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עמוד בית
Thu, 13.06.24

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August 2017
Yael Yagur MD, Saja Anaboussi MD, Mordechai Hallak MD and Alon Shrim MD

Background: The prevalence of major malformations in the general population is estimated at 5% of all live births. Prenatal diagnosis is an important scientific tool that allows reliable consultation and improves pregnancy outcome. In 2008, congenital malformations were the leading cause of death in Muslim infants and the second cause of death in Jewish infants in Israel. It is known that folic acid consumption prior to pregnancy decreases the rate of several fetal malformations.

Objectives: To assess the folic acid consumption rate and to characterize variables associated with its use among pregnant women attending a rural medical center. 

Methods: A cross-sectional observational study was conducted at our institution. Pregnant women in the second or third trimester of pregnancy or within 3 days postpartum were interviewed. The main variable measured was the use of folic acid. Demographic variables and the rate of prenatal testing were assessed. A secondary analysis of the population that reported no consumption of folic acid was carried out. 

Results: Out of 382 women who participated in the study, 270 (71%) reported consumption of folic acid. Using a multivariate analysis model, we found that maternal education, planning of pregnancy, and low parity were independent predictors of folic acid consumption. Women who were not consuming folic acid tended to perform fewer prenatal tests during pregnancy.

Conclusions: High maternal educational level, planning of pregnancy, and low parity are related to high consumption rates of folic acid. Women who were not taking folic acid performed fewer prenatal tests during pregnancy. 

September 2006
J. Zlotogora, Y. Amitai and A. Leventhal

Background: Open neural tube defects are among the most common severely disabling birth defects. Secondary prevention by early diagnosis during pregnancy and abortion of affected fetuses lead to a marked reduction of NTD[1] incidence at birth. For primary prevention of these defects, in August 2000 the Israel Ministry of Health issued guidelines recommending a daily 0.4 mg folic acid supplement for all women in their childbearing years with special emphasis on the 3 months preceding conception and the first trimester of pregnancy.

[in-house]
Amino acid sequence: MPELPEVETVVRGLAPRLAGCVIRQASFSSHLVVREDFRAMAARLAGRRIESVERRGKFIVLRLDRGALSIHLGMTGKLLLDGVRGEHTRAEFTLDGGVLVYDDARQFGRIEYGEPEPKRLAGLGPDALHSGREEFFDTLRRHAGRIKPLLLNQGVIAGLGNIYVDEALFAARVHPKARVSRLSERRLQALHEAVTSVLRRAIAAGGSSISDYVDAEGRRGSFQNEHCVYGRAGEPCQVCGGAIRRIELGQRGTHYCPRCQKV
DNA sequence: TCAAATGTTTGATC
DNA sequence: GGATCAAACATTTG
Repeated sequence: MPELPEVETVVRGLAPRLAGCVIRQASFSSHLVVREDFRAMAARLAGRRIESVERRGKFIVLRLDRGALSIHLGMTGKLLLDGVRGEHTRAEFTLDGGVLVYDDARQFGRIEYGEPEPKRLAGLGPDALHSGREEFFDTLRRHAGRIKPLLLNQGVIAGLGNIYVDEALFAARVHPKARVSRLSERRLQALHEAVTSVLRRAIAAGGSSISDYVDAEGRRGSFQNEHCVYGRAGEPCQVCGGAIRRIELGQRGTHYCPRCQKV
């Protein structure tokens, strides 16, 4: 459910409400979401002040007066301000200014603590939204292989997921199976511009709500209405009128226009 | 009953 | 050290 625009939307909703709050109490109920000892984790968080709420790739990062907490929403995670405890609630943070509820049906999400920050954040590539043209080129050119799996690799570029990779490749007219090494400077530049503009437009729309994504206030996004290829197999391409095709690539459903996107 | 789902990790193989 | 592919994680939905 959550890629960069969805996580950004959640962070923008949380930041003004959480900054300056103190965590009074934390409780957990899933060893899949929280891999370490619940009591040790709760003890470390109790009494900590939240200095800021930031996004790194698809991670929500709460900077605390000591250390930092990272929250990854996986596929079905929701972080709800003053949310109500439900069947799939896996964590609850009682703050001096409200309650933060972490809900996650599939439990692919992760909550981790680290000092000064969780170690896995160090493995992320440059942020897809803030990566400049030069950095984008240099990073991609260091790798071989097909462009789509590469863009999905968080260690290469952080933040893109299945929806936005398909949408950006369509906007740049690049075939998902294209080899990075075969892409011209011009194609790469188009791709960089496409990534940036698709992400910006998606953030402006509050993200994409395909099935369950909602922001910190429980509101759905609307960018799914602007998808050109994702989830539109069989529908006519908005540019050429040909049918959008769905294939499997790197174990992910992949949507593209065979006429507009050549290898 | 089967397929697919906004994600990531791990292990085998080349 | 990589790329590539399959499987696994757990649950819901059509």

Objectives: To compare the epidemiologic characteristics of NTD in Israel before and after the guidelines for folic acid supplementation.

Methods: A national registry of NTD was begun in 1999. Since the Ministry of Health published the recommendation for folic acid supplementation in mid-2000, the years 1999–2000 represent the status prior to the recommendation and the years 2002–2004 the status after.

Results: A marked decline in the rate of spina bifida was observed in the last 3 years (from 4.9 to 2.7 per 10,000 live births among Jews and 9.5 to 6.2 among Arabs and Druze). There was no apparent reduction for anencephaly.

Conclusions: Following the Ministry of Health guidelines on folic acid supplementation for women in the reproductive age, a marked reduction in the rates of NTD was observed. In light of this apparent success, continuous efforts should be made to increase the percentage of women taking the supplementation and, especially, to introduce folic acid fortification.






[1] NTD = neural tube defects



 
December 2002
JoeÈ l Zlotogora MD PhD, Yona Amitai MD, Dorit Nitzan Kaluski MD MPH RD and Alex Leventhal MD MPH MPA

Background: Open neural tube defects are among the most common malformations of the fetus. Secondary prevention by early diagnosis during pregnancy and abortion of affected fetuses result in a marked reduction of NTD incidence at birth. The dramatic effect of folic acid for primary prevention of these defects led to recommendations for folic acid supplementation in women of reproductive age.

Objective: To describe the epidemiologic features of NTD in Israel in 1999±2000.

Methods: A national registry of NTD was begun in 1999. During the years 1999±2000, a non-syndromic NTD was diagnosed in at least 394 pregnancies (166 anencephaly, 166 spina bifida, 43 encephalo-cele, and 19 with other types of NTD). The religious-ethnic affiliation was known in 392 cases (209 Jews and 183 non-Jews).

Results: Despite a marked decline in the rate of NTD at birth in the last few decades, the total rates during pregnancy did not change significantly, demonstrating that the changes were secondary to termination of affected pregnancies. At birth, NTD were almost four times more frequent among non-Jews (3.6 per 10,000 live births for anencephaly and 5.9 for spina bifida) than among Jews (anencephaly 1/10,000 live births, spina bifida 1.4/10,000 live births). The complete data of the registry showed an approximately twofold difference in the overall rates during pregnancy between Jews (anencephaly 5.3, spina bifida 4.6, total 11/10,000 live births) and non-Jews (anencephaly 8.8, spina bifida 10.3, total 22.3/10,000 live births). The registry demon-strated that the significant differences in NTD incidence observed at birth between Jews and non-Jews are secondary to a combined effect of a higher frequency of the malformations among non-Jews and a lower proportion of termination of affected pregnancies among non-Jews.

Conclusions: The data presented here will serve as a basis for evaluating the impact of the Ministry of Health recommendations for folic acid supplementation on the incidence of NTD.
 

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